Small is the New Big – Part II

As homes become smaller, the focus for buyers will become: “How does the house live?” instead of the more traditional view of how many rooms/bedrooms does it have.  Some of the factors that will come into play are:

Combining separate rooms into single rooms

  • The overall size can be reduced as each function can borrow space from the other
  • The space appears larger, even if the overall square footage has been reduced
  • It can often eliminate the need for hallways which can save square footage

Eliminating rooms that have single purpose or get limited use

  • Formal Living and Dining Rooms >>> GONE.  Few people entertain “Formally” any more.  Those that do can still afford the space to do it.  Most people entertain “Informally” which means the family dining area should be able to accommodate larger groups as needed.

Improving the relationship between inside and outside spaces:

  • Outdoor spaces are becoming more popular and useable, but only if they are covered.  Patios and decks have always served this purpose, but the addition of a roof increases their usability to nearly year-round, even in cold climates.  That grille doesn’t have to be relegated to the garage anymore.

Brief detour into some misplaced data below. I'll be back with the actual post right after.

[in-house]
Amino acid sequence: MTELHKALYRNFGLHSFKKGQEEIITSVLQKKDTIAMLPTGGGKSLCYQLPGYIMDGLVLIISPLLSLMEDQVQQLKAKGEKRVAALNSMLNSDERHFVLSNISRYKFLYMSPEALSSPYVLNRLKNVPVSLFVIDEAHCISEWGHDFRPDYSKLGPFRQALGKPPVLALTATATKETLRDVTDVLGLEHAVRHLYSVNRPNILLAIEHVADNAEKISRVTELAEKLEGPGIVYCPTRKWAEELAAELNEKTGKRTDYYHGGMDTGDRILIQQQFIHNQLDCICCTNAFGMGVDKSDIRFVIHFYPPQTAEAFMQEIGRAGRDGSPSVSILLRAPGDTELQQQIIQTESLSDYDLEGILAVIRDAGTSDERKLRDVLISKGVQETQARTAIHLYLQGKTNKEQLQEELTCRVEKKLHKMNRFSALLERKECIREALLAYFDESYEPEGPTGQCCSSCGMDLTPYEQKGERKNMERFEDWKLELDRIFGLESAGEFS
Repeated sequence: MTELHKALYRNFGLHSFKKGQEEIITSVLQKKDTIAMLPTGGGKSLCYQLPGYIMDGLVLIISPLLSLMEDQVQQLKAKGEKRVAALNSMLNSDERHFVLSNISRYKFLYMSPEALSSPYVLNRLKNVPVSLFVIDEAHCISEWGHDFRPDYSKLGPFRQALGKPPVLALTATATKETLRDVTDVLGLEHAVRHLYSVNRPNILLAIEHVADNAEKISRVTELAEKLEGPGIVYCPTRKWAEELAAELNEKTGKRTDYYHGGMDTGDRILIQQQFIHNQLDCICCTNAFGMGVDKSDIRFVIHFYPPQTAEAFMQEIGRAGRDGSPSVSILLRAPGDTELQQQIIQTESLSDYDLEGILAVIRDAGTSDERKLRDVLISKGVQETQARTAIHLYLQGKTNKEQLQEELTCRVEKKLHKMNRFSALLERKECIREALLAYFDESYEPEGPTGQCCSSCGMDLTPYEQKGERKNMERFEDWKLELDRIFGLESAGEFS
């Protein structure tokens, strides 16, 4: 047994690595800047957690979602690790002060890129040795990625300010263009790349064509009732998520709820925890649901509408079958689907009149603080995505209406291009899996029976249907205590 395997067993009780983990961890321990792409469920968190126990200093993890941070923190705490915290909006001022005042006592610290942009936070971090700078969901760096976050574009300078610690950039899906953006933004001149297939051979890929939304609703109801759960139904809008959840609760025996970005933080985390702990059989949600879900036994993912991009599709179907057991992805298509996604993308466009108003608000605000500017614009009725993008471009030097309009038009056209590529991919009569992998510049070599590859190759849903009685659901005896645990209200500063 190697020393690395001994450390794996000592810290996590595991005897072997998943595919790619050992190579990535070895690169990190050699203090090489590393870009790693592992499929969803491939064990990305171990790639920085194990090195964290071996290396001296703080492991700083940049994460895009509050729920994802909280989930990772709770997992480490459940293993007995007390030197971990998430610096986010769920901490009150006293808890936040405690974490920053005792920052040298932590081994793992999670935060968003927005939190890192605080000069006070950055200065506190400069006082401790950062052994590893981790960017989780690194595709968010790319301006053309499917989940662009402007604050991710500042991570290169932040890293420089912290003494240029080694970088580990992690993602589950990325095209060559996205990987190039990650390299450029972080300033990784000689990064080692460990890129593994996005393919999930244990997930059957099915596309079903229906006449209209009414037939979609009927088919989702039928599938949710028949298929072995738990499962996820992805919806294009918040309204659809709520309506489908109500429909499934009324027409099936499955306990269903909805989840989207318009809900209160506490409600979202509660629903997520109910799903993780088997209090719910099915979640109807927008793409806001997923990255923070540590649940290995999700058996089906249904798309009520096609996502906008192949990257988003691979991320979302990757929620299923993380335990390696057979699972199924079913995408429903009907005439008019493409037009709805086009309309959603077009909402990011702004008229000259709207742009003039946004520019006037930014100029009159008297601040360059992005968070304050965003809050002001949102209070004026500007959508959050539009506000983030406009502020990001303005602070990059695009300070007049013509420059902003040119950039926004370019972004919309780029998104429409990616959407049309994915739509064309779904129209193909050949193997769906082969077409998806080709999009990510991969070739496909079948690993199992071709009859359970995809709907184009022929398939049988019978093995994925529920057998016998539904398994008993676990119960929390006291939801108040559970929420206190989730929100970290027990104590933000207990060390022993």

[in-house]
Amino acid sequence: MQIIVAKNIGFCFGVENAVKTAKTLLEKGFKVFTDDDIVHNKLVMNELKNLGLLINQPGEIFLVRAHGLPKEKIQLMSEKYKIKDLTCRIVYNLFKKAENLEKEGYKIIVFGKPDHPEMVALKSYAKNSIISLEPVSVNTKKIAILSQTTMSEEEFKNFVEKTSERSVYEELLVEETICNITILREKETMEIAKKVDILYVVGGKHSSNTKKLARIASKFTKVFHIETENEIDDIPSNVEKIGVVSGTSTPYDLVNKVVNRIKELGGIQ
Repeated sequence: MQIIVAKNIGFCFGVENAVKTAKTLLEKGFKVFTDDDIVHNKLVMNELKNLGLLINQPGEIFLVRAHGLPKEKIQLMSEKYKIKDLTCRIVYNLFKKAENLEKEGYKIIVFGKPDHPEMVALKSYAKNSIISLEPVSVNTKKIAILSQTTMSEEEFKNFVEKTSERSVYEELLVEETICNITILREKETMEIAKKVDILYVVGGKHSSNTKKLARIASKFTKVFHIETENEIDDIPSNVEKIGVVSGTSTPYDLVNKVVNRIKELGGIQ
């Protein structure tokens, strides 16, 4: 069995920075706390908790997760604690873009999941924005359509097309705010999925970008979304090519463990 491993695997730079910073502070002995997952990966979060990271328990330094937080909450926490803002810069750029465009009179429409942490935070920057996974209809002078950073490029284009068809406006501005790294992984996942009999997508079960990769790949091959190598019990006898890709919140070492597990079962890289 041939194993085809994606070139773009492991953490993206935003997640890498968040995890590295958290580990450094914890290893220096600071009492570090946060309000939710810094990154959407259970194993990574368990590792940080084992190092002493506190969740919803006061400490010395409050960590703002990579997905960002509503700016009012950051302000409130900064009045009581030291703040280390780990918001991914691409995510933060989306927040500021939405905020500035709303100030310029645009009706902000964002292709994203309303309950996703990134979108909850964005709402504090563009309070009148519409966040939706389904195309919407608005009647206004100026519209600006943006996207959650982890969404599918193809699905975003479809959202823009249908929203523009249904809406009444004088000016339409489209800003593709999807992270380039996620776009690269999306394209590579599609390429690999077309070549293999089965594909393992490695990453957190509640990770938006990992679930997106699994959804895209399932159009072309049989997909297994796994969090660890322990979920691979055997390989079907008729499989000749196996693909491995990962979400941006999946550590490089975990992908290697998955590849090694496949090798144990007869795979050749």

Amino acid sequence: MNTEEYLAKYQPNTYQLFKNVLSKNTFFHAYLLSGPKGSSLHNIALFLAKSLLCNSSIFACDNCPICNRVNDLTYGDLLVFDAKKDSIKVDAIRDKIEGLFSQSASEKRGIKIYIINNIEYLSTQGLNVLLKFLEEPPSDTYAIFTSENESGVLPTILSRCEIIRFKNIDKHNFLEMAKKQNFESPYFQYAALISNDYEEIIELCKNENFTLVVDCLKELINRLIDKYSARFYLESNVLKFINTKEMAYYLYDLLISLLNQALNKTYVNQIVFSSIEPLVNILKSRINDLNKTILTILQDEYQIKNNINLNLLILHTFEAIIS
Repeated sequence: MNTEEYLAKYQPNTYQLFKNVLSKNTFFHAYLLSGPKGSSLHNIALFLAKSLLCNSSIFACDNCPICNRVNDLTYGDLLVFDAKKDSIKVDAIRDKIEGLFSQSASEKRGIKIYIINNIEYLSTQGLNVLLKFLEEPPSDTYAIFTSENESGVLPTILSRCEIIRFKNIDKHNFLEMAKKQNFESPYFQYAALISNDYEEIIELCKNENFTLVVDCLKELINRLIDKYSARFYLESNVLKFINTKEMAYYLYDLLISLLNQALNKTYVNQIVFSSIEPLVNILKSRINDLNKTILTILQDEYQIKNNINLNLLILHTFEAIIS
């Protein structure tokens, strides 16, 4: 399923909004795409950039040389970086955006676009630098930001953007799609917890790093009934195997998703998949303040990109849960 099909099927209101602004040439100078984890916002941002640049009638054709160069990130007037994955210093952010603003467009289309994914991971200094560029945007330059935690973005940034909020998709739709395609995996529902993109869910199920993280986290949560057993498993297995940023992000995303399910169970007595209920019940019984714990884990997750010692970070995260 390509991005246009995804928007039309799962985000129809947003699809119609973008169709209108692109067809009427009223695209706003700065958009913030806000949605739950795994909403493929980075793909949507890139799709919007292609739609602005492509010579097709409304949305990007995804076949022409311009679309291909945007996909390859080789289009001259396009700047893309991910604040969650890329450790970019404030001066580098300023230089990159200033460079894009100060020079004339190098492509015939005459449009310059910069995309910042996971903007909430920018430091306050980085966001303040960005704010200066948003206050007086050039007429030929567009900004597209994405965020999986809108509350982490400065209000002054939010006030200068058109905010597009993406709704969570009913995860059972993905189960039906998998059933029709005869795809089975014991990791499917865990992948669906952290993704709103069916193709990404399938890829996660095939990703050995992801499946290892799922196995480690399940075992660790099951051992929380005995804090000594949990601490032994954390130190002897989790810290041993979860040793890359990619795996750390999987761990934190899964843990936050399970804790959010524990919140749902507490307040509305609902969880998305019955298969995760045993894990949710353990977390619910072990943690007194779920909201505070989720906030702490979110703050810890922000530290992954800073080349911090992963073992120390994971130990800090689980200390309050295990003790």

• Inside spaces adjacent to covered, outdoor living areas look and function larger because they are larger
  • The floor elevation of covered outdoor spaces should be as close to the main level of the house as possible.  It looks and functions better (the roof makes this possible)

Right-sizing rooms based on function

  • As rooms get smaller, more attention must be focused on function.  Extra square footage can hide numerous design flaws.  Placement of doors and windows and how the circulation is planned can make a smaller room work perfectly or render it virtually useless.
  • As spaces get smaller, it is critical to get them sized correctly.  A six-inch difference in the size of a family room is hardly noticeable, but if you make a shower six inches too small you will end up with a problem

Shift in focus from size to quality

  • This kind of change does not necessarily mean home prices will be lower
  • Thinking will change to: “if I can eliminate 3 doors, I will be able to afford a better grade of door and hardware on the remaining doors.”  The same thinking can apply to furniture.  As you reduce home size and room counts, the need for furniture reduces as well.  This will allow home owners to buy higher quality, longer lasting pieces.
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